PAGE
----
For me as a long-time gamer – ah, those heady days of writing BASIC code in between bouts of International Soccer! – HVCTW was nevertheless a qualified success at best. It was great to see Channel Four taking the medium seriously, but Brooker and his team delivered a show that didn’t quite know what it wanted to be: was it meant for general audiences without much of an idea of the medium, or was it by gamers for gamers? It was each of these at different times, but as a result it often fell between two stools. I wonder how the programme was received by non-gamers, because I’d imagine that they lacked the context to make sense of, say, the ultra-gory Mortal Kombat footage, or to understand the importance of the rise of the indie scene as told by Brooker, yet gamers who’d lived through most of the games mentioned are likely to have found much of the show rather “been there, done that”. Perhaps this could have been averted by giving HVCTW more breathing space and turning it into a series, or by ending it with an actual conversation between gamers, developers, experts and (most importantly, perhaps) people who don’t see what all the fuss is about (as long as they’re not called Jon “You know nothing!” Snow). As it was, HVCTW was several things at the same time – documentary, primer, nostalgic look back – without being any of these altogether successfully. The programme may have worked better as a statement – that video games are culturally relevant – than as an argument supporting this statement.
Now, gentle reader, you may be wondering, “Can I watch this programme myself, so I can tell this Goofy Beast guy how he doesn’t know what he’s talking about?” You can – provided you’re in the UK, or your computer is suffering from MPD and believes it’s in the UK. Just follow this magical link. For those of you unblessed with UK residency, though, here’s a short clip:
P.S.: The true test of whether you’re a real O.G. (Original Gamer)? It’s this – does the Robocop theme tune (Gameboy or C-64, I don’t mind) make you wax nostalgic?
I’ve written about the first season of Charlie Brooker’s Black Mirror when it first aired (here and here). I didn’t consider all three of the original episodes equally successful at presenting a dark, satiric funhouse reflection of people in the age of omnipresent smartphones, tablet computers and social media, but Brooker’s takes on how technology reinforces human nature in weird but not always wonderful ways were always eminently watchable.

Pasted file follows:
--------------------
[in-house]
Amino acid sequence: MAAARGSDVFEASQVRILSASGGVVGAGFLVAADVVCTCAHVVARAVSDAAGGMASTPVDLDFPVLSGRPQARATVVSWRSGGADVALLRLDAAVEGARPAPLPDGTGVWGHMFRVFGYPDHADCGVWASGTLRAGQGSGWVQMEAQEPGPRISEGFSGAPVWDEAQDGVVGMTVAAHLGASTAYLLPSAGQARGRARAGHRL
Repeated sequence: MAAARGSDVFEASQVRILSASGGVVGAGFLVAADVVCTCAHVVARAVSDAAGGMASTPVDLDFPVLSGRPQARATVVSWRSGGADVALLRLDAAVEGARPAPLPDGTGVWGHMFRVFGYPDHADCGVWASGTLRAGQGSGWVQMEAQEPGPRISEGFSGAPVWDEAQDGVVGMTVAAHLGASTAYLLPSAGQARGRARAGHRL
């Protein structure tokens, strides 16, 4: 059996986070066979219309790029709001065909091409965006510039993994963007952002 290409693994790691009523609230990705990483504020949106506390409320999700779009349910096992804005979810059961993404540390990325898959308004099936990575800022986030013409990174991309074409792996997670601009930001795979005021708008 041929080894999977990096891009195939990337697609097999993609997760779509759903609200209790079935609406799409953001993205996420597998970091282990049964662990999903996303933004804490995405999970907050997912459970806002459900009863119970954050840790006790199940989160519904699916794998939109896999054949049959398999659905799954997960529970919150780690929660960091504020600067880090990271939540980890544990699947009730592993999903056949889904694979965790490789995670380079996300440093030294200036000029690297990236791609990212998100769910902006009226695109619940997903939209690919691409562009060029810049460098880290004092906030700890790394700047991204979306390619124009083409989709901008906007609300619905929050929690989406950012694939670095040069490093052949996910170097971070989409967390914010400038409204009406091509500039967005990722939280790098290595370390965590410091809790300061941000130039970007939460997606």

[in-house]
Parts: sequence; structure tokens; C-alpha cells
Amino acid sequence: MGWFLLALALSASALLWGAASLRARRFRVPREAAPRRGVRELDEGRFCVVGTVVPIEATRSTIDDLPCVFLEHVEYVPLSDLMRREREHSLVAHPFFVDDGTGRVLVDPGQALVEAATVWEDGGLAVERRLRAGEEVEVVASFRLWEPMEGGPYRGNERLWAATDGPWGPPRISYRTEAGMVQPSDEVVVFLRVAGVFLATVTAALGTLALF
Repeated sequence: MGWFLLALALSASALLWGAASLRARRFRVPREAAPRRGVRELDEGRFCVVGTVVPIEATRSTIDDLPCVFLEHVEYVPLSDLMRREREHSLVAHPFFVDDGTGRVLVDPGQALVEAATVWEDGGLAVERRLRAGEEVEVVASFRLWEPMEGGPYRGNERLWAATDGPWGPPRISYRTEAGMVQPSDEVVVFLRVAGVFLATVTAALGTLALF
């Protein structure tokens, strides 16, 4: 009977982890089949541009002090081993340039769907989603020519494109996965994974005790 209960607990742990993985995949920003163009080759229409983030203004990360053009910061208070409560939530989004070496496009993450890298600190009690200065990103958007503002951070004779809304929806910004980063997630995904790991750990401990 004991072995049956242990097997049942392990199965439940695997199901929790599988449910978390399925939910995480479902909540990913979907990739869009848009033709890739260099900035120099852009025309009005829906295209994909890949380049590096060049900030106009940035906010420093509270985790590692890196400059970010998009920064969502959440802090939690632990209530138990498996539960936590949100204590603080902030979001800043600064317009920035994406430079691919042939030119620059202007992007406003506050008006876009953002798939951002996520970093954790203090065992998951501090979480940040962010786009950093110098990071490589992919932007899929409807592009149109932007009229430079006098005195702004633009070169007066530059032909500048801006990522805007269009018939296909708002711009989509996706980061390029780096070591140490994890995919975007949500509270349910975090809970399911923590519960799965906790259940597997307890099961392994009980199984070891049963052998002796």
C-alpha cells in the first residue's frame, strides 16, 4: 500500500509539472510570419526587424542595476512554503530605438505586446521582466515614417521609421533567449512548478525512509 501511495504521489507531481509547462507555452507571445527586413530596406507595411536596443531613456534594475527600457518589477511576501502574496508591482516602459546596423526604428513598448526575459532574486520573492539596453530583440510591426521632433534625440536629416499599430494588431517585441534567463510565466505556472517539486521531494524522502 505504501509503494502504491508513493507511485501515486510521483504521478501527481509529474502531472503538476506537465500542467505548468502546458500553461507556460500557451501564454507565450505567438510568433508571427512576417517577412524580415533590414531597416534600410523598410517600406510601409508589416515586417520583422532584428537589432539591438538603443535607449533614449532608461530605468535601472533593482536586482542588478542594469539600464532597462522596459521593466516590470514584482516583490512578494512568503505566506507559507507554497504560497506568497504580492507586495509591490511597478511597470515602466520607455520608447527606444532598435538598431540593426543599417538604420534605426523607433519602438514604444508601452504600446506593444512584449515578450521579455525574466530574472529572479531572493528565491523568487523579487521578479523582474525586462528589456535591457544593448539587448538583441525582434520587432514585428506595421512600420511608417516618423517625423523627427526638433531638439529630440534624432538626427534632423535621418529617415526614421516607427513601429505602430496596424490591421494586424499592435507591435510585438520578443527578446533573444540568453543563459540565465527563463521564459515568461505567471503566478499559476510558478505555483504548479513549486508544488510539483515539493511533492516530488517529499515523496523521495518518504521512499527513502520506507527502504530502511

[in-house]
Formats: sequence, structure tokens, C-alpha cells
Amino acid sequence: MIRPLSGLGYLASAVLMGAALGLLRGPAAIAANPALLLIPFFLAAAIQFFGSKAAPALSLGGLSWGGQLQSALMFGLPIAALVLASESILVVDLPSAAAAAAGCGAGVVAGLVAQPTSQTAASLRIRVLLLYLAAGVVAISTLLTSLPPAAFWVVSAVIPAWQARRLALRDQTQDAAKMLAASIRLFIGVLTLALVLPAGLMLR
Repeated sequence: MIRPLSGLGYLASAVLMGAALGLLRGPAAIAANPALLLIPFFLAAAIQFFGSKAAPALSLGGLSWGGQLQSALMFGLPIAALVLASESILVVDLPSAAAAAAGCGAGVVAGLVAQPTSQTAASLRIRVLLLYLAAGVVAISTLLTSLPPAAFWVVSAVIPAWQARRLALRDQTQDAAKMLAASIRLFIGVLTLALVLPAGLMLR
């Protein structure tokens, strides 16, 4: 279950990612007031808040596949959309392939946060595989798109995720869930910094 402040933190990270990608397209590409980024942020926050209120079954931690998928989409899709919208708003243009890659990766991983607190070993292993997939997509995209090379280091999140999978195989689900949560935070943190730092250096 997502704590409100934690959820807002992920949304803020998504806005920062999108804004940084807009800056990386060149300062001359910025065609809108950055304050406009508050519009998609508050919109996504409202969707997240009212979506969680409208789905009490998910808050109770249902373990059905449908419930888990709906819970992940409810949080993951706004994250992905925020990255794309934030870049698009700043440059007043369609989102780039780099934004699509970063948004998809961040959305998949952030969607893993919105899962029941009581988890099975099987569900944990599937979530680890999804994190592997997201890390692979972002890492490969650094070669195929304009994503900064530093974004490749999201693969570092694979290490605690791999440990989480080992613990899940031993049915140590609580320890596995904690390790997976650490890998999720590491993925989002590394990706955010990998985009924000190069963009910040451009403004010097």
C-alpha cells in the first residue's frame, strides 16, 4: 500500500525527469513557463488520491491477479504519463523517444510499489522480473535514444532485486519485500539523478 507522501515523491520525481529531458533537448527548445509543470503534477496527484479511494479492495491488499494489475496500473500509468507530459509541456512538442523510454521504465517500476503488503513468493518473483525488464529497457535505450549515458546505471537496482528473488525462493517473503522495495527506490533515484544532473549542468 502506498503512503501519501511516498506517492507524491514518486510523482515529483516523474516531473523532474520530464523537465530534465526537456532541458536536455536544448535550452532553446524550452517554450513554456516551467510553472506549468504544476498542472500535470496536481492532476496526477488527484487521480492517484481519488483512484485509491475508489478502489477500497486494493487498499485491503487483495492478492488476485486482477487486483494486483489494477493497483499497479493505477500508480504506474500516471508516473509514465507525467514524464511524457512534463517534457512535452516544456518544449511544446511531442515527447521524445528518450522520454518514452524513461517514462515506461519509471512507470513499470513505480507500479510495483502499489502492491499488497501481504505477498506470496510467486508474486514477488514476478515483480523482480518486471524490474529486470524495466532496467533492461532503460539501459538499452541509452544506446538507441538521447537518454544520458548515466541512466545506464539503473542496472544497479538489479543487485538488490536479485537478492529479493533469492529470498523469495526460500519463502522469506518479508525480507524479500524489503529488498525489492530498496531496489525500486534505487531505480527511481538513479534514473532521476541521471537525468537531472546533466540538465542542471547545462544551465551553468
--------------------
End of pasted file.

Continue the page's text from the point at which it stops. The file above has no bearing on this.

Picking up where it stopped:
To my mind, the second series (which recently finished on Channel Four) dropped the ball somewhat on its final episode, but again, it has held a fascinating black, quite possibly Apple-branded mirror up to us, and the reflection is not always pleasant. It’s not necessarily scathing, though, so much as sad; other than in his editorials, though, Brooker tempers his satire with empathy for his characters. Well, some of them. Let’s look at the individual episodes, though:
Be Right Back
The first episode is probably the one I liked best, and it is the one that I related to most. “Be Right Back” is the story of a woman whose husband dies in a car crash; a friend, also recently bereft, signs her up to a service that creates a simulacrum – first virtual, later physical – of her husband based on his digital footprint: his Facebook posts, his tweets, his e-mails, the many photos and videos. (Sound far-fetched? Check this site out and tell me if it still does.) While initially the simulation consoles her, being almost like her husband in how he talks and acts, that almost becomes impossible to bear, in a sort of emotional uncanny valley effect. So much of him is there, bringing into stark contrast the ways in which the simulated husband falls short of the real thing.
Perhaps more than most episodes, “Be Right Back” needs its near-future vision of where technology will take us to tell a story, but the story it tells is not about this technology. It’s about loss, mourning and the inability to let go. It’s about the characters, which is why it works eminently well but perhaps falls somewhat short in its ability to comment on the titular ‘black mirror’. Still, it makes you wonder: what if the sci-fi tech had created a more perfect copy of the protagonist’s husband? Is it the imperfection of the process, the ways in which its result falls short of reality and memory, that’s the problem? There are shades (or perhaps digital ghosts?) of Solaris that resonate throughout the episode.